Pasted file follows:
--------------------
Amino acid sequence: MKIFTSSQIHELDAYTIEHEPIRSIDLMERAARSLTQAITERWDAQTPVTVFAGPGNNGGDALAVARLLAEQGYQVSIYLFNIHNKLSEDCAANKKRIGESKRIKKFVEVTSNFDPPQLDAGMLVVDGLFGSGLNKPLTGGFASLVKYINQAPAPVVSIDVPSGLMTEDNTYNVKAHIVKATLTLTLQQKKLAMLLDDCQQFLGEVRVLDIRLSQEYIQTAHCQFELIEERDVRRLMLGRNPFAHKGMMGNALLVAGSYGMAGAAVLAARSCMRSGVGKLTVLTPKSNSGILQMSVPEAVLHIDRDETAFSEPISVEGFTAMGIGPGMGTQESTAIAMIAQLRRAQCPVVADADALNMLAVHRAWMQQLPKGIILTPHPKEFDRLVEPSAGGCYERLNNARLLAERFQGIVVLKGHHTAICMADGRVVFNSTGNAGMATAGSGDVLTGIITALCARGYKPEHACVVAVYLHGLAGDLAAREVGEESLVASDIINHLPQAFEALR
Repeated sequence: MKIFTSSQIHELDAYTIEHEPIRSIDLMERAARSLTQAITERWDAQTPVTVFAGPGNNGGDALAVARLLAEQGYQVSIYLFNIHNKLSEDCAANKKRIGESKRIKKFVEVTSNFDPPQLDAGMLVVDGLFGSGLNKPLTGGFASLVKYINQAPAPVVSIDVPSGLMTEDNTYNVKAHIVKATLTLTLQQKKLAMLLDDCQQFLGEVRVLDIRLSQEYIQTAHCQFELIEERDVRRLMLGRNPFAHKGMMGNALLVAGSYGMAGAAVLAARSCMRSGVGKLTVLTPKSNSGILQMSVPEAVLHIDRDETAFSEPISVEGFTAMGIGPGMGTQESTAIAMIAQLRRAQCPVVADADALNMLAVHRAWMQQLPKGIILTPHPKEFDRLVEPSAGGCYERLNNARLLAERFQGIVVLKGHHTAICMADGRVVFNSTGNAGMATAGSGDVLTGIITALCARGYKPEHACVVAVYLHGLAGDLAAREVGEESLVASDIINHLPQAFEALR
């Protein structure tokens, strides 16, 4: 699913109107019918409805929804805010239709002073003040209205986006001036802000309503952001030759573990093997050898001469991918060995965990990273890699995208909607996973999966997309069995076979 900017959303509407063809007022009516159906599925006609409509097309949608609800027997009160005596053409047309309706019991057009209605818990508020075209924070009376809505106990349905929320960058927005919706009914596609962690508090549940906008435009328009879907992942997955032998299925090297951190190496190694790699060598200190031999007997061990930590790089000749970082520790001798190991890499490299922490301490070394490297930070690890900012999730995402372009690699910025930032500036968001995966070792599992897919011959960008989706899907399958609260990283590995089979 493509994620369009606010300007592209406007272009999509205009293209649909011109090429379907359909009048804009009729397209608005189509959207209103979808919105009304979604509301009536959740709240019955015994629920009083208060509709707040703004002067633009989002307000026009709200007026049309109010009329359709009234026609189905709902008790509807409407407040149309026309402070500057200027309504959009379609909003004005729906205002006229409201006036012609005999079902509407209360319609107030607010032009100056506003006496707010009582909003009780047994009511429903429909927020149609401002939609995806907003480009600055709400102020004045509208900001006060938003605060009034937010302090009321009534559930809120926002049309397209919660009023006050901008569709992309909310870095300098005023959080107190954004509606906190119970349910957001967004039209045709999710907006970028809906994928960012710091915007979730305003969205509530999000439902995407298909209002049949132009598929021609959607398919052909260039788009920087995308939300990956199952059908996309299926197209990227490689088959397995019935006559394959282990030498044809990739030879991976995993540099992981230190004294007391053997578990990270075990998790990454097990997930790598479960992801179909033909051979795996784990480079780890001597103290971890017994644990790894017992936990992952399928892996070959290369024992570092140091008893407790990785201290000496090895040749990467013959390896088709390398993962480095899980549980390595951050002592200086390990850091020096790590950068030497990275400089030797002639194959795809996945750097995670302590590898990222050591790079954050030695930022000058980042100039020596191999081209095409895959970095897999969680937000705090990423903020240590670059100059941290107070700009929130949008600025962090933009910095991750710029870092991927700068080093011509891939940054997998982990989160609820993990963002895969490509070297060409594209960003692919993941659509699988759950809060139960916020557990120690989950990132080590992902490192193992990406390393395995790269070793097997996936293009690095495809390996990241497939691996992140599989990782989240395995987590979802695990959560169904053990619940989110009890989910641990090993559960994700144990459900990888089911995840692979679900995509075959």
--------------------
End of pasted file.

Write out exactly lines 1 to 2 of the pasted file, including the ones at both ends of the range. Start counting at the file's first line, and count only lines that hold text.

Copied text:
Amino acid sequence: MKIFTSSQIHELDAYTIEHEPIRSIDLMERAARSLTQAITERWDAQTPVTVFAGPGNNGGDALAVARLLAEQGYQVSIYLFNIHNKLSEDCAANKKRIGESKRIKKFVEVTSNFDPPQLDAGMLVVDGLFGSGLNKPLTGGFASLVKYINQAPAPVVSIDVPSGLMTEDNTYNVKAHIVKATLTLTLQQKKLAMLLDDCQQFLGEVRVLDIRLSQEYIQTAHCQFELIEERDVRRLMLGRNPFAHKGMMGNALLVAGSYGMAGAAVLAARSCMRSGVGKLTVLTPKSNSGILQMSVPEAVLHIDRDETAFSEPISVEGFTAMGIGPGMGTQESTAIAMIAQLRRAQCPVVADADALNMLAVHRAWMQQLPKGIILTPHPKEFDRLVEPSAGGCYERLNNARLLAERFQGIVVLKGHHTAICMADGRVVFNSTGNAGMATAGSGDVLTGIITALCARGYKPEHACVVAVYLHGLAGDLAAREVGEESLVASDIINHLPQAFEALR
Repeated sequence: MKIFTSSQIHELDAYTIEHEPIRSIDLMERAARSLTQAITERWDAQTPVTVFAGPGNNGGDALAVARLLAEQGYQVSIYLFNIHNKLSEDCAANKKRIGESKRIKKFVEVTSNFDPPQLDAGMLVVDGLFGSGLNKPLTGGFASLVKYINQAPAPVVSIDVPSGLMTEDNTYNVKAHIVKATLTLTLQQKKLAMLLDDCQQFLGEVRVLDIRLSQEYIQTAHCQFELIEERDVRRLMLGRNPFAHKGMMGNALLVAGSYGMAGAAVLAARSCMRSGVGKLTVLTPKSNSGILQMSVPEAVLHIDRDETAFSEPISVEGFTAMGIGPGMGTQESTAIAMIAQLRRAQCPVVADADALNMLAVHRAWMQQLPKGIILTPHPKEFDRLVEPSAGGCYERLNNARLLAERFQGIVVLKGHHTAICMADGRVVFNSTGNAGMATAGSGDVLTGIITALCARGYKPEHACVVAVYLHGLAGDLAAREVGEESLVASDIINHLPQAFEALR